The Everyday Life of the State
A State-in-Society Approach
Edited by Adam White
Foreword by Joel S. Migdal
Today there are more states controlling more people than at any other point in history. We live in a world shaped by the authority of the state. Yet the complexion of state authority is patchy and uneven. While it is almost always possible to trace the formal rules governing human interaction to the statute books of one state or another, in reality the words in these books often have little bearing upon what is happening on the ground. Their meanings are intentionally and unintentionally misrepresented by those who are supposed to enforce them and by those who are supposed to obey them, generating a range of competing authorities, voices, and allegiances. The Everyday Life of the State explores this "everyday" transformation of state authority into multiple scripts, narratives, and political activities. Drawing upon case studies from across the Middle East, North Africa, and Asia, the chapters in this book investigate the many ways in which those subjects traditionally regarded as being weak, passive, and obedient manage not only to resist the authority of state actors but to actively subvert and appropriate it, in the process making, unmaking, and remaking the boundaries between state and society over and over again. Collectively, these chapters make an important contribution to the expanding literature on "everyday politics."
- Published: 2013
- Subject Listing: Political Science, Middle East Studies, Asian Studies
- Bibliographic information: 264 pp., 0 tables, 6 x 9 in.
- Published with: Center for Global Studies, Jackson School of International Studies
The "state in society" concept used in this volume has been developed by political scientist Joel S. Migdal, the Robert F. Philip Professor of International Studies in the University of Washington's Henry M. Jackson School of International Studies.
Adam White is the author of The Politics of Private Security: Regulation, Reform and Re-Legitimation. The contributors include Senem Aslan, Lauren L. Basson, Ceren Belge, Mary Alice Haddad, Iza Hussin, Arda Ibikoglu, Ahmet T. Kuru, YŁksel Sezgin, Benjamin Smith, Pamela J. Stumpo, Maha El-Taji Daghash, Nicole F. Watts, and Patricia J. Woods.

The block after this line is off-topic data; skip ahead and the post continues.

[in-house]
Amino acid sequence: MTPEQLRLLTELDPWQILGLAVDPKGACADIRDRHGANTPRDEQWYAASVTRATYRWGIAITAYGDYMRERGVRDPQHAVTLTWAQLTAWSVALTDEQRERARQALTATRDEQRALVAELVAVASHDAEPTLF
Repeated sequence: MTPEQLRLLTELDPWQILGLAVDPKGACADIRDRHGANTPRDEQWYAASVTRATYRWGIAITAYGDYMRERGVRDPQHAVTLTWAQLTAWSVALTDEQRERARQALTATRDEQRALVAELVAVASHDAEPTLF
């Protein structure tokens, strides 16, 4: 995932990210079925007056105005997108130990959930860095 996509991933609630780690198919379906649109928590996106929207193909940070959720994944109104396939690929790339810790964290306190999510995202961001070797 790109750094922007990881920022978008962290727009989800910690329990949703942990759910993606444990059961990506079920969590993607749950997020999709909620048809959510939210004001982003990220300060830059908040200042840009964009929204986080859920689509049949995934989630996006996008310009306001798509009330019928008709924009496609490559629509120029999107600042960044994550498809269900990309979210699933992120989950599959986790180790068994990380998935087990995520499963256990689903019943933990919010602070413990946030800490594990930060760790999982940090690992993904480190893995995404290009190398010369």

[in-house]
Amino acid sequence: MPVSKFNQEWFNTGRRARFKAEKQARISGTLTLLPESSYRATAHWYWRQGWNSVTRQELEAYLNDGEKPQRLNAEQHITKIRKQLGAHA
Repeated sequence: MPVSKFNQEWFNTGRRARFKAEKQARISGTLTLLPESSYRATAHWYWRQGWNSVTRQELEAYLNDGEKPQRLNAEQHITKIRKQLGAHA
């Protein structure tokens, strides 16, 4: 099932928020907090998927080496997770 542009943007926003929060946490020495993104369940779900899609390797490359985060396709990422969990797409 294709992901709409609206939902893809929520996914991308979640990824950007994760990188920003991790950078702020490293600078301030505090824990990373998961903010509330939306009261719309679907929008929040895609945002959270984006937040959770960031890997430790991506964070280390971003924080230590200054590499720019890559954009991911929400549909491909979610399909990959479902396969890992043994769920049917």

"The coherence of the collection is outstanding. The state-in-society approach that informs the individual contributions and the volume as a whole provides a strong foundation that holds together analyses that cover a wide geographical scope."
-Resat Kasaba, University of Washington
Joel S. Migdal
Introduction: A State-in-Society Agenda
PART ONE The Everyday Life of the Turkish State
1. Seeing the State: Kinship Networks and Kurdish Resistance in Early Republican Turkey
2. Rethinking Turkish State-Kurdish Relations
Nicole F. Watts
3. Stat-Society Relations and Religious Freedom: The United States, France, and Turkey
Ahmet T. Kuru
4. Prison as a Space of State-Society Contestation: The Case of Turkish F-Type Prisons
PART TWO The Everyday life of the Israeli State
5. Nationalism Complete: The Boundaries of Arab Political Participation in Israel
Maha El-Taji Daghash
6. Nation Building and Regulation of Pluri-legal Jurisdictions: The Case of the Israeli Millet System
7. Collaborating with the Image of the State, Resisting Its Practices, or Both? Israeli Jewish Women's Political Activism
Lauren L. Basson
8. The Politics of Fracture: Identity, Difference, and Fissures in the Image of the Singular, Unified Israeli State
Patricia J. Woods
PART THREE The Everyday Life of the State in Asia and North Africa
9. Revelation and Redemption: Colonial Precedents for the Politics of Islam and Malaysia
10. (Re)Creating Democracy through Practice: Insights from the Japanese Experience
Mary Alice Haddad
11. Negotiating National Identity: Berber Activism and the Moroccan State
12. Challenging the Practice of the State, but Beholden to Its Image: Women's Activists, Academics, and the Public Take on Egypt's Citizenship Laws
Pamela J. Stumpo
Notes on Contributors